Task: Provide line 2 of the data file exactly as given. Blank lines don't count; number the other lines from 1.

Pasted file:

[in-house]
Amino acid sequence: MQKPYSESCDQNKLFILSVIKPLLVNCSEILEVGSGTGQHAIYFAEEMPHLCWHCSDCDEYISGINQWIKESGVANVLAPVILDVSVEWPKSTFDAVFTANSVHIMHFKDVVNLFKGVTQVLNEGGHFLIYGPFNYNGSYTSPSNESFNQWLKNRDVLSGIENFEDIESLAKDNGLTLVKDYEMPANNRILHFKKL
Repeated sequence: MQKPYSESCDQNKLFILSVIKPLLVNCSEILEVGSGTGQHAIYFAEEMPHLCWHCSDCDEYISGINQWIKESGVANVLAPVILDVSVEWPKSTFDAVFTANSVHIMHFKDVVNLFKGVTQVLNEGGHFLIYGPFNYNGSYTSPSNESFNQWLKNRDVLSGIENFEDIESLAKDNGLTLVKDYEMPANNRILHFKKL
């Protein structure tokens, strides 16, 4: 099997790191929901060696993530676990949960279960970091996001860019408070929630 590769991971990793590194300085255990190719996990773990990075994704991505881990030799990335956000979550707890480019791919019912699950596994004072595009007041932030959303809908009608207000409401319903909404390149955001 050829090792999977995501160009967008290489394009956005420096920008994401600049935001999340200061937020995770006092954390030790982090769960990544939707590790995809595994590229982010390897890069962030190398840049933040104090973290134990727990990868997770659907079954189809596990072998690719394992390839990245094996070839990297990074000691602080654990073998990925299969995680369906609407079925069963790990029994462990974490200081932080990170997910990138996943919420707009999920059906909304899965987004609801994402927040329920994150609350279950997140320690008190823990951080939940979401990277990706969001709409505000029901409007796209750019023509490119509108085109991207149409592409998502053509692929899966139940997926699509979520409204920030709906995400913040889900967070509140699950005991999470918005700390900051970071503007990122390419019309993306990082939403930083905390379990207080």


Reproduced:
Amino acid sequence: MQKPYSESCDQNKLFILSVIKPLLVNCSEILEVGSGTGQHAIYFAEEMPHLCWHCSDCDEYISGINQWIKESGVANVLAPVILDVSVEWPKSTFDAVFTANSVHIMHFKDVVNLFKGVTQVLNEGGHFLIYGPFNYNGSYTSPSNESFNQWLKNRDVLSGIENFEDIESLAKDNGLTLVKDYEMPANNRILHFKKL